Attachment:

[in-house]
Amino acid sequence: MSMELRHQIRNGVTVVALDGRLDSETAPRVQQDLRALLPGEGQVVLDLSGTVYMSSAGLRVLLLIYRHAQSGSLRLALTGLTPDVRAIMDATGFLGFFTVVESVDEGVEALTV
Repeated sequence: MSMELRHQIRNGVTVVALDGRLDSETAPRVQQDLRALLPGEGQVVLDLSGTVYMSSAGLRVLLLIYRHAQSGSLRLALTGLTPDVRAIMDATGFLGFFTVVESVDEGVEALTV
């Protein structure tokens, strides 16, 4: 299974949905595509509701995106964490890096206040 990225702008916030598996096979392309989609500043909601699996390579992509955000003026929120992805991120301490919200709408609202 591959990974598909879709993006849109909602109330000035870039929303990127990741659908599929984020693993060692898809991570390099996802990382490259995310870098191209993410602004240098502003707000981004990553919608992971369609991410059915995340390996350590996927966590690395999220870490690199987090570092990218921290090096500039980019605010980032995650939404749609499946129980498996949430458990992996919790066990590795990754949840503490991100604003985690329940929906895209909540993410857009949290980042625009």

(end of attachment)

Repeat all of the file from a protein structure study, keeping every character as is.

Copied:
[in-house]
Amino acid sequence: MSMELRHQIRNGVTVVALDGRLDSETAPRVQQDLRALLPGEGQVVLDLSGTVYMSSAGLRVLLLIYRHAQSGSLRLALTGLTPDVRAIMDATGFLGFFTVVESVDEGVEALTV
Repeated sequence: MSMELRHQIRNGVTVVALDGRLDSETAPRVQQDLRALLPGEGQVVLDLSGTVYMSSAGLRVLLLIYRHAQSGSLRLALTGLTPDVRAIMDATGFLGFFTVVESVDEGVEALTV
């Protein structure tokens, strides 16, 4: 299974949905595509509701995106964490890096206040 990225702008916030598996096979392309989609500043909601699996390579992509955000003026929120992805991120301490919200709408609202 591959990974598909879709993006849109909602109330000035870039929303990127990741659908599929984020693993060692898809991570390099996802990382490259995310870098191209993410602004240098502003707000981004990553919608992971369609991410059915995340390996350590996927966590690395999220870490690199987090570092990218921290090096500039980019605010980032995650939404749609499946129980498996949430458990992996919790066990590795990754949840503490991100604003985690329940929906895209909540993410857009949290980042625009």